One of Nigh’s favorite parties was a trip to Olive ‘n Vinnie’s gourmet olive oil store in Cedarburg, where members were divided into teams and had to come up with meals based on items in the store.
At the end, they sampled each other’s creations.
“It was a really unique idea almost like the show ‘Chopped,’” she said.
Save for a few occasions, men are not allowed at the parties.
“The husbands always enjoy when their wives have hosted because they either get a meal out of it or have the left overs,” Wood said. “The group has always been about bonding with our girlfriends.”
May recalled a chili-themed dinner where the husbands were invited.
“We would always go home and tell our husbands about these wonderful meals we had and my husband would say ‘That sounds amazing,’” she said.
“So after this chili party, my husband said ‘You guys usually have these wonderful seven-course meals and all we got was chili,’” she said, laughing.
May once hosted a sleep-over where a chef was brought in to cook the food and members held a “stuff exchange,” where purses and other items were swapped.
Instead of paying the chef for his services, the group donated money to a charity.
One of Schueller’s favorite meals was when a group member brought in friends from India who made sure traditional customs were followed.
“They cooked us dinner and we sat on the floor and ate with our fingers,” she said.
As an invited member, Schueller was asked to make a tart at her first dinner party.
“Guests aren’t usually asked to make anything the first time and making a tart was quite a stretch for me at the time,” she said.
After each meeting, non-hosting members are expected to give a small gift as a thank you. In turn, the hostess gives a return gift as a way of thanking the members for coming.
“It’s traditionally expected that you bring the host a gift,” Wood said. “We have made it an embedded tradition over the years and try to make it special to the person hosting.”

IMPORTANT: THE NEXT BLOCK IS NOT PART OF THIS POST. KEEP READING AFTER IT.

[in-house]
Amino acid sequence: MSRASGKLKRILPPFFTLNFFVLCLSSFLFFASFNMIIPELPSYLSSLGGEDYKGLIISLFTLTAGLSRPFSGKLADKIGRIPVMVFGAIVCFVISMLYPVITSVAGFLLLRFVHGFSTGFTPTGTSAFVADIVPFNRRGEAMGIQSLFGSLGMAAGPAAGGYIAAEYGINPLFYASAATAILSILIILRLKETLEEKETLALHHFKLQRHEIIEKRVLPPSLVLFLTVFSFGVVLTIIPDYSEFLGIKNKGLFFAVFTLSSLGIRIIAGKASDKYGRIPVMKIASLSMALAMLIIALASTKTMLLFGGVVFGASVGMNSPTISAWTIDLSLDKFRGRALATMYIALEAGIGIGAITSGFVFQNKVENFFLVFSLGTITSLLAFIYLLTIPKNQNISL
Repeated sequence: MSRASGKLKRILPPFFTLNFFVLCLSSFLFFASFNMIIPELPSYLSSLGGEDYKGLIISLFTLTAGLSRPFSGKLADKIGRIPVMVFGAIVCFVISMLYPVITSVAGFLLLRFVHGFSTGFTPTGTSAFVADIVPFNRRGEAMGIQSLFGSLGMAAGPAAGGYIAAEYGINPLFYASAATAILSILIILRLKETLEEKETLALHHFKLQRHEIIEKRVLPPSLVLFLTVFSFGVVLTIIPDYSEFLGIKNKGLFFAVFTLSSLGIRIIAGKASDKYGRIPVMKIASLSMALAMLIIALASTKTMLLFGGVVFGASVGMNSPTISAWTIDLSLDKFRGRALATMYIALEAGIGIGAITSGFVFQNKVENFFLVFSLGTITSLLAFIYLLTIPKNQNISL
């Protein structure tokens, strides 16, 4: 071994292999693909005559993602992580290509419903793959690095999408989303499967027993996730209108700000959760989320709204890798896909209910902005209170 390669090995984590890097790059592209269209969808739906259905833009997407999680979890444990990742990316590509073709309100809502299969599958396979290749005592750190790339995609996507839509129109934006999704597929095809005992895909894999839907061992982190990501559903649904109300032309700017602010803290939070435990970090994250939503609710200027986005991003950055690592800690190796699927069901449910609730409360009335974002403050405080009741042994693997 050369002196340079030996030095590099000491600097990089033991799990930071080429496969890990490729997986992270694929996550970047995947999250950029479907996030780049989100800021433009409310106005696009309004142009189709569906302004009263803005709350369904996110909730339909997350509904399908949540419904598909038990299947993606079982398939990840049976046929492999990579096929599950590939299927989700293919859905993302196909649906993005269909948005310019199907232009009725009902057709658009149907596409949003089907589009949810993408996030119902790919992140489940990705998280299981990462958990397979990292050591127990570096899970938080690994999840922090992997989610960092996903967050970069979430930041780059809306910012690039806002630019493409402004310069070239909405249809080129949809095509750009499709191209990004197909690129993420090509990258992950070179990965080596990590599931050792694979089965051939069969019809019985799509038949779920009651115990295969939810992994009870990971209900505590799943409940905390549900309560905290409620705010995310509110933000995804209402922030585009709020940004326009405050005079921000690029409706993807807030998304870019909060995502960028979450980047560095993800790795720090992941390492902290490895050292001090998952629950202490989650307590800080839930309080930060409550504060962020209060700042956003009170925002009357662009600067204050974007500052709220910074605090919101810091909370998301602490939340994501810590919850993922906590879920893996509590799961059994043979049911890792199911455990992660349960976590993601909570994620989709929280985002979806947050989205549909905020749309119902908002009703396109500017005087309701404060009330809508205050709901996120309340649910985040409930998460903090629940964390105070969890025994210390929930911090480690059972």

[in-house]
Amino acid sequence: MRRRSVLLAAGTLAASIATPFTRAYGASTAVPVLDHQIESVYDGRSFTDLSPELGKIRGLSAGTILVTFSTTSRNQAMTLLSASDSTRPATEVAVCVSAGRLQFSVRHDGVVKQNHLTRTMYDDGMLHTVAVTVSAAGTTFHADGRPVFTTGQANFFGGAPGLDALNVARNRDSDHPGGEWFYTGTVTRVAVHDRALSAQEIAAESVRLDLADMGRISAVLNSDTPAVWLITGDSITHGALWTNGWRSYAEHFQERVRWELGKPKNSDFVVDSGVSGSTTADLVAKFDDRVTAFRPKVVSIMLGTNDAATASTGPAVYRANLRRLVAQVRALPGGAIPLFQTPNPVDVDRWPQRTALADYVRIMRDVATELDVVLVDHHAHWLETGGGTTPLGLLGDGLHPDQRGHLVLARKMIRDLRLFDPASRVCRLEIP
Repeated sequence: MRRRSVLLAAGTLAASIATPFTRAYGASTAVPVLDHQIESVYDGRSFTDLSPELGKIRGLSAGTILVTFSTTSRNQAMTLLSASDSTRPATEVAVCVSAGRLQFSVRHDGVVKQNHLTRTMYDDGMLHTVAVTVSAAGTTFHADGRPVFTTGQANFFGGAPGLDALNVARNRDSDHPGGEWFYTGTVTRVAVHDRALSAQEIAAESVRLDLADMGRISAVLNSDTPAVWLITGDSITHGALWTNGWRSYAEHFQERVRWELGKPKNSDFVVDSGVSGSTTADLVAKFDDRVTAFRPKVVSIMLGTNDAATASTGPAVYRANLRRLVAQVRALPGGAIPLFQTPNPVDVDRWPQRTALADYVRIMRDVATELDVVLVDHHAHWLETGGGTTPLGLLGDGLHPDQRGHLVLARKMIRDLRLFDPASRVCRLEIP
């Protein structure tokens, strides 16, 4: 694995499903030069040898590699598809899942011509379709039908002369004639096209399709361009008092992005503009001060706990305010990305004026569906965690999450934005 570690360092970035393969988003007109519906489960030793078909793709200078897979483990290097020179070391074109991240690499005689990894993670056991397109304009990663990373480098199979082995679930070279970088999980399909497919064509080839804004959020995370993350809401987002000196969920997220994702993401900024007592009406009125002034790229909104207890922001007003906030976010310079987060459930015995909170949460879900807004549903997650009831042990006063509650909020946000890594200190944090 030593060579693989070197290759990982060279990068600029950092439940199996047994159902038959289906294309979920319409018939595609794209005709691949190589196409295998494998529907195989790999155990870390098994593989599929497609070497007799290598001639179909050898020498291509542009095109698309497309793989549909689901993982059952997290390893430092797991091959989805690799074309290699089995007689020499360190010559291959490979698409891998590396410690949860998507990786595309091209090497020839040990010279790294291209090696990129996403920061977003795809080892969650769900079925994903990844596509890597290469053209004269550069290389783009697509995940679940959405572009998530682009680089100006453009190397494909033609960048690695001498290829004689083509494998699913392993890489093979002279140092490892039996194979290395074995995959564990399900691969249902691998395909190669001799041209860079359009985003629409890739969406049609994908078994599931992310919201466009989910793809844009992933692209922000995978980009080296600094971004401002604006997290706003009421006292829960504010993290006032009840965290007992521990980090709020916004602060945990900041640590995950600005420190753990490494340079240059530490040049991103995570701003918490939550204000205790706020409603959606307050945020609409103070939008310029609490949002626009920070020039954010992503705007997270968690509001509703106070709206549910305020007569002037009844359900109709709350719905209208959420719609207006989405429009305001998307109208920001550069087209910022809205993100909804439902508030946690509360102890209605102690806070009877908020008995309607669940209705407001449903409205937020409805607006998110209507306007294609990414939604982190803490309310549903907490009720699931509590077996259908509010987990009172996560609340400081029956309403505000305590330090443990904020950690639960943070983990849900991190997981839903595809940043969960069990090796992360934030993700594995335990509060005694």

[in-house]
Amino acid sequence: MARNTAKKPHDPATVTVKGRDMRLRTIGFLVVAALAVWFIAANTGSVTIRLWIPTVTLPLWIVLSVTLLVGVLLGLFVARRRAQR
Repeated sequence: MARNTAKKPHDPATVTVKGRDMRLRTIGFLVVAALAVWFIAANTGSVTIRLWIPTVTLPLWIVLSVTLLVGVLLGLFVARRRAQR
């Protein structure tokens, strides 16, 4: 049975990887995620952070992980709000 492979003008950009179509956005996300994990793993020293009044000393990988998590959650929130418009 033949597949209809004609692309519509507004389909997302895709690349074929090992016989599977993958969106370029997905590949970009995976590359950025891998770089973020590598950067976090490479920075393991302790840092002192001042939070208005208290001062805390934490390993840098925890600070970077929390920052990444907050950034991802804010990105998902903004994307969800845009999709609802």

Andersen, for example, gave members Italian cookies and candies based on her theme for the night.
“I taught the group some of the things I learned on an Italy trip, such as wines to pair with different foods,” she said.
Sometimes the group will donate to local food pantries and veterans instead of giving a gift, Andersen said.
The group has endured some tough times like having members move away or dealing with serious illnesses, but they’re still thriving.
“It was kind of our therapy,” former member Mary Henkle said. “We were all going through a lot of the same things like raising kids and it was just a way to vent sometimes.”
The group held a makeshift reunion on Sunday where original members Fisher, Henkle, Barbara Diamond and Linda Doughman were invited to attend.
No fancy dishes were served, just homemade “special recipe” Chex Mix, guacamole, veggies and dip and wine.
“To be invited back for this, it’s like I never even left,” Henkle said. “You just pick right back up where you left off.”
Image information: Snacks and a good time were served at a recent gathering of the Gourmet Group.
Photo by Sam Arendt